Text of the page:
Ocean Grove Camp Meeting Association Exemption Upheld on Appeal
A 2021 decision by the Tax Court of New Jersey that granted a property tax exemption to a local religious organization in Monmouth County was recently affirmed by the Appellate Division in a reported per curiam opinion. The Township of Neptune had appealed the determination of the Tax Court granting an exemption to the Ocean Grove Camp Meeting Association of the United Methodist Church for its property in Neptune, which had historically been granted property tax exemption but for which exemption was first denied by the local assessor in 2017 for the 2018 tax year.
The property owned by the Association was used “in union with other contiguous property as a religious retreat and conference center for exempt religious purposes pursuant to N.J.S.A.54:4-3.6″, such as retreats for church groups, training, worship, and educational purposes. As a result of the township’s efforts to place the property on the tax rolls, the Association filed an appeal challenging the non-exempt status, which led to cross-motions for summary judgment being filed by both the Association and the Township. In 2021, Tax Court Judge Mala Sundar issued an opinion upholding the tax-exempt status of the property, based upon her conclusion that it satisfied the three-prong test for exemption under N.J.S.A.54:4-3.6, which was enunciated by the New Jersey Supreme Court in Paper Mill Playhouse v. Tp. of Millburn, 95 N.J. 503 (1984). According to this test, (1) the property must be organized exclusively for a tax-exempt purpose; (2) the property must be actually and exclusively used for the tax-exempt purpose; and (3) its operation and use of the property must not be conducted for profit. See Paper Mill Playhouse, 95 N.J. at 506.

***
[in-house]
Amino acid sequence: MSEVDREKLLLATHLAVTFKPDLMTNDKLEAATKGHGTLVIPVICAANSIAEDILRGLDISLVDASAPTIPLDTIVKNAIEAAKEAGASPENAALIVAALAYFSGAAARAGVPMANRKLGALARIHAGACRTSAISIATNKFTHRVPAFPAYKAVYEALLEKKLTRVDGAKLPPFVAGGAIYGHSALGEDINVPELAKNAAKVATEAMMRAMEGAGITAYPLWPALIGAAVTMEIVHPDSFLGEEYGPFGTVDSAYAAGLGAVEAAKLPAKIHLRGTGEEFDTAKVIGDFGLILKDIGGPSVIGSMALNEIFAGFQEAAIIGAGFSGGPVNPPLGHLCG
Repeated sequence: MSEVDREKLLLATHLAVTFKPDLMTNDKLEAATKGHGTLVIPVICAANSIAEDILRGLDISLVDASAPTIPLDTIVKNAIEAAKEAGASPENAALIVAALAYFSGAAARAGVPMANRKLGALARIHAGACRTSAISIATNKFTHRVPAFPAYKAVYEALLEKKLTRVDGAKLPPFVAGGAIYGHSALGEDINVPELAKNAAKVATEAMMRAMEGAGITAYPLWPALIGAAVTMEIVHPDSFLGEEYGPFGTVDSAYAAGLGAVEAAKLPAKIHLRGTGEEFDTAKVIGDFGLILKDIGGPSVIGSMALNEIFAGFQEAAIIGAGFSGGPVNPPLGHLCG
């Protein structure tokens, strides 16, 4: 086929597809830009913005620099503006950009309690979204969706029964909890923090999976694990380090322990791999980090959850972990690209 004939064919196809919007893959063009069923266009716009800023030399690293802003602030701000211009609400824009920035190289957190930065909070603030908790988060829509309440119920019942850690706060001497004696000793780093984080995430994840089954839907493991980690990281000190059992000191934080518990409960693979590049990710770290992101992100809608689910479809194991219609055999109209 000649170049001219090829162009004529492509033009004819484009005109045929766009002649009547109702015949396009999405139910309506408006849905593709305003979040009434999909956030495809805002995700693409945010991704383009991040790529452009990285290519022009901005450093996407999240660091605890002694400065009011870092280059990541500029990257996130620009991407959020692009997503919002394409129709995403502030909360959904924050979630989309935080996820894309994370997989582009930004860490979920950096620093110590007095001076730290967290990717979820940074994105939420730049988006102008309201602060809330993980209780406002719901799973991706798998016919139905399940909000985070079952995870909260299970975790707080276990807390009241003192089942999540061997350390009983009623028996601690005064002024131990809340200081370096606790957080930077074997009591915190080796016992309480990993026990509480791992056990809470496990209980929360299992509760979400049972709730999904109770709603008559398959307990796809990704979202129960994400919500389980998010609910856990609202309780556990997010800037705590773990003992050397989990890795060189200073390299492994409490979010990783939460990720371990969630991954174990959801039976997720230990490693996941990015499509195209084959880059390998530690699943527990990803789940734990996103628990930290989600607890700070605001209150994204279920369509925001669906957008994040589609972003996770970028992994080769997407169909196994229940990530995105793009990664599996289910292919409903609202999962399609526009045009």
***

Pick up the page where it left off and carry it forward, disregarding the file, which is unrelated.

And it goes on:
We analyzed the Tax Court’s 2021 decision in our earlier blog post, available here.
Apparently not satisfied with the Tax Court’s decision, the Township filed an appeal where for the first time (and although it had itself filed a motion for summary judgment in support of its claim that the property should be denied its exemption) the Township suggested to the appellate court that there were “too many issues of material facts” that precluded the entry of a summary judgment. This argument seemingly mattered to the appellate court, which concluded that there were no “genuine issues of fact” presented.
As a result of its analysis, the Appellate Division affirmed the Tax Court’s opinion, and held that the Township’s contentions “lacked sufficient merit to warrant further discussion in a written opinion.” Because the appeals court concluded that the Tax Court’s findings were fully supported by substantial credible evidence in the record, it upheld the lower court’s opinion granting the Association’s exemption.
A copy of the Appellate Division’s reported opinion in Ocean Grove Camp Meeting Association, et al, v. Tp. of Neptune, is available here.
This decision reinforces the principle that, while exemptions are strictly scrutinized, validly qualifying organizations and properties can enjoy the benefits of property tax exemption if they can prove that they meet the criteria applicable to their organization and its use of real property for a tax-exempt purpose.